Ben Wizner, the ACLU attorney who argued the Jeppesen case so far successfully, calls it "historic," and I think he is right. At the same time, as he points out it's not an end to anything. At most, it's the beginning -- the beginning of the civil lawsuit brought against Jeppesen by five men who were subjected to the "extraordinary rendition" and then tortured by foreign countries and Americans in Afghanistan. Jeppesen Dataplan allegedly helped to arrange the flights that transported these men to their torture countries.
A bottom-line read of the decision: the government can assert the privilege for any piece of evidence in any case. It just can't assert the privilege as an immunity doctrine -- or a justiciability doctrine -- as a way to end the case before it begins. (There are some obvious exceptions that the case today doesn't touch -- like if a spy were to sue the CIA for non-payment. Can't do that.)
But it ensures that the SSP is mostly and primarily an evidentiary privilege -- that's what civil libertarians have long wanted to hear from a court -- and that's what the State Secrets Protection Act in Congress (the formerly bipartisan Specter-Leahy SSPA) would turn into law.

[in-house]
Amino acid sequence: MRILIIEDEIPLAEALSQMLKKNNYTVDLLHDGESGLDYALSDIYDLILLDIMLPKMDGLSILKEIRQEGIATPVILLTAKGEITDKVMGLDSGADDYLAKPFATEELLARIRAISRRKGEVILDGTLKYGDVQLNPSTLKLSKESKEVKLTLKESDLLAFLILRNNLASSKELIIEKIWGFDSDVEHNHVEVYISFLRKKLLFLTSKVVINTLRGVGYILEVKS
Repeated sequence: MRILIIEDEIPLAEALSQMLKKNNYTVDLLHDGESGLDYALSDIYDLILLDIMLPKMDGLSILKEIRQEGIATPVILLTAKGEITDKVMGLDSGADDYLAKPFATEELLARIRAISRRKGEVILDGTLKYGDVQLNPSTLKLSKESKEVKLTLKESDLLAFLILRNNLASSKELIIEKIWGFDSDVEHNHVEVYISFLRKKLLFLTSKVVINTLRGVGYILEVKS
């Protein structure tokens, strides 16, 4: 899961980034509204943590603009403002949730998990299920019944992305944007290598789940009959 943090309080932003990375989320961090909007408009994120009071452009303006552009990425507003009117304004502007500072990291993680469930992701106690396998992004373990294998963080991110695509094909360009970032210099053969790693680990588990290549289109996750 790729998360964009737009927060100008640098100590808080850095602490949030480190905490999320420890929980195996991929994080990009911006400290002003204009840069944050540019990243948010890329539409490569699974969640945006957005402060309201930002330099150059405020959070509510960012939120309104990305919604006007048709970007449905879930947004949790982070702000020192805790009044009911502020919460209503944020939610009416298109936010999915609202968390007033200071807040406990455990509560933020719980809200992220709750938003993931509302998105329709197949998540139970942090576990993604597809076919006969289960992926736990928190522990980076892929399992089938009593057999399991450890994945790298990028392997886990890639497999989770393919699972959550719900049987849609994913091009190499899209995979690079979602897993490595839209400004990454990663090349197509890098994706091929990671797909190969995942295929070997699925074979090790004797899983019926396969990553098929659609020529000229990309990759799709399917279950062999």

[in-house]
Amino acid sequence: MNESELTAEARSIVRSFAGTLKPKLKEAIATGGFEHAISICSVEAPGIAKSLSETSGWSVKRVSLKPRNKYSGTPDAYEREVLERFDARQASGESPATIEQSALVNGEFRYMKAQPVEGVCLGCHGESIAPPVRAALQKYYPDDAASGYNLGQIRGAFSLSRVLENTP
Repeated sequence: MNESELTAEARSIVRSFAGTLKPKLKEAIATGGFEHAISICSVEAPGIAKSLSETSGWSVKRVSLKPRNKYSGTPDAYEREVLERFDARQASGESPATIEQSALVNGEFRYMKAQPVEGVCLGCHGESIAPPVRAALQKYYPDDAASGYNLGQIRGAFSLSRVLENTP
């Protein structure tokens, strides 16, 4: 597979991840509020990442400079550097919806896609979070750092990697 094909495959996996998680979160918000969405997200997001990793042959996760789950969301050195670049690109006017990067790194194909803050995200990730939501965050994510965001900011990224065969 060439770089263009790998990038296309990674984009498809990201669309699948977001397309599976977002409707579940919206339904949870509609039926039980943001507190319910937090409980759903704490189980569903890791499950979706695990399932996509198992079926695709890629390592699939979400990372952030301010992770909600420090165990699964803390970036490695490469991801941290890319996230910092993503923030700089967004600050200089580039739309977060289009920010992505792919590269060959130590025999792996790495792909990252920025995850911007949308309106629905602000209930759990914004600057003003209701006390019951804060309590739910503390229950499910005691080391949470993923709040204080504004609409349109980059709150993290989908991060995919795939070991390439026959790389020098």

"The question here is not whether there are secrets associated with this case, but whether you can determine before the case has begun whether they are absolutely indispensable for the plaintiff to the prove the case or for the defense to defend it," Wizner said.
In a way, the ruling wasn't un-expected. The ninth circuit has been increasingly impatient with blanket assertions of the privilege even as they've been deferential to the government's concerns about protecting national security information.
So -- unless the administration appeals the case to the Supreme Court -- or unless the Ninth Circuit reverses itself en banc -- Jeppesen will be required to defend itself in court. Or -- maybe it won't. The government still has the authority to indemnify Jeppesen and settle the case privately. It can still argue -- and can still win -- that disclosing anything about Jeppesen's relationship with the United States government would jeopardize national security secrets. But now -- at least for now -- it has to argue that point. In the Ninth Circuit, the government can no longer assert the point.
Here's the big dilemma facing Obama's legal team right now: if they appeal this decision to the Supreme Court, they might win. But the left will ... well, as one prominent civil libertarian put it to me, "If you think that we were angry when they just stood my Mike Hayden's declaration in this case, how do you think we're going to respond if they toss this to the Roberts court."
Perhaps the administration will conclude that the release of the torture documents buys them some credibility on issues like these. Perhaps they will worry that the release of those documents will make the lower court judge more skeptical about government claims about public domain information that was once secret and is now no longer harmful.
For Wizner, who has watched as the government's assertion of the privilege denied justice for Khalid Al-Masri, an innocent German who was tortured by the CIA in Afghanistan, or for whistleblower Sibel Edmonds, the decision today is a personal victory.